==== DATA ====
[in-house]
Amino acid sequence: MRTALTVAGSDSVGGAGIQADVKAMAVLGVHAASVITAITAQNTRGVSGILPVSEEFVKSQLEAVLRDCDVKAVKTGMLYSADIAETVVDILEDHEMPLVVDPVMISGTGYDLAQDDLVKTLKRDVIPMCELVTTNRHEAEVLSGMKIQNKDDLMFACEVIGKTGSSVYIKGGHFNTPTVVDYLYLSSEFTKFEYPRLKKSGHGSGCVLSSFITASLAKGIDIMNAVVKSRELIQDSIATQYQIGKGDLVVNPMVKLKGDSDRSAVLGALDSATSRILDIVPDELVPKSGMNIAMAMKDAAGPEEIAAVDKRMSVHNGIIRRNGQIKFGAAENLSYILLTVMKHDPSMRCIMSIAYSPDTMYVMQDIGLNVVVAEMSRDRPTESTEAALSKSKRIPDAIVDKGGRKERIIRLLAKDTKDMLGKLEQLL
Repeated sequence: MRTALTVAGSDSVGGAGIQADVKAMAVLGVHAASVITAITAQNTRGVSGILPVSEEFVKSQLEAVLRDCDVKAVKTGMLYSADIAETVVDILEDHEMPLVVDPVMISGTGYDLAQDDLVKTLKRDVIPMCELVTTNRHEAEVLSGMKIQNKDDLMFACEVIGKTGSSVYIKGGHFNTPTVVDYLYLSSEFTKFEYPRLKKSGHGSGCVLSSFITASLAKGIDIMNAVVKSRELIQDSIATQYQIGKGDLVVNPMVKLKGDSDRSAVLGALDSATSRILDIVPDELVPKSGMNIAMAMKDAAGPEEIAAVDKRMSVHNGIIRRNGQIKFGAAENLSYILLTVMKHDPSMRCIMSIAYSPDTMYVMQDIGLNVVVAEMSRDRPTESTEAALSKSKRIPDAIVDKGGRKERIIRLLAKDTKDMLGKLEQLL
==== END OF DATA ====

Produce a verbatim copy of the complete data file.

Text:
[in-house]
Amino acid sequence: MRTALTVAGSDSVGGAGIQADVKAMAVLGVHAASVITAITAQNTRGVSGILPVSEEFVKSQLEAVLRDCDVKAVKTGMLYSADIAETVVDILEDHEMPLVVDPVMISGTGYDLAQDDLVKTLKRDVIPMCELVTTNRHEAEVLSGMKIQNKDDLMFACEVIGKTGSSVYIKGGHFNTPTVVDYLYLSSEFTKFEYPRLKKSGHGSGCVLSSFITASLAKGIDIMNAVVKSRELIQDSIATQYQIGKGDLVVNPMVKLKGDSDRSAVLGALDSATSRILDIVPDELVPKSGMNIAMAMKDAAGPEEIAAVDKRMSVHNGIIRRNGQIKFGAAENLSYILLTVMKHDPSMRCIMSIAYSPDTMYVMQDIGLNVVVAEMSRDRPTESTEAALSKSKRIPDAIVDKGGRKERIIRLLAKDTKDMLGKLEQLL
Repeated sequence: MRTALTVAGSDSVGGAGIQADVKAMAVLGVHAASVITAITAQNTRGVSGILPVSEEFVKSQLEAVLRDCDVKAVKTGMLYSADIAETVVDILEDHEMPLVVDPVMISGTGYDLAQDDLVKTLKRDVIPMCELVTTNRHEAEVLSGMKIQNKDDLMFACEVIGKTGSSVYIKGGHFNTPTVVDYLYLSSEFTKFEYPRLKKSGHGSGCVLSSFITASLAKGIDIMNAVVKSRELIQDSIATQYQIGKGDLVVNPMVKLKGDSDRSAVLGALDSATSRILDIVPDELVPKSGMNIAMAMKDAAGPEEIAAVDKRMSVHNGIIRRNGQIKFGAAENLSYILLTVMKHDPSMRCIMSIAYSPDTMYVMQDIGLNVVVAEMSRDRPTESTEAALSKSKRIPDAIVDKGGRKERIIRLLAKDTKDMLGKLEQLL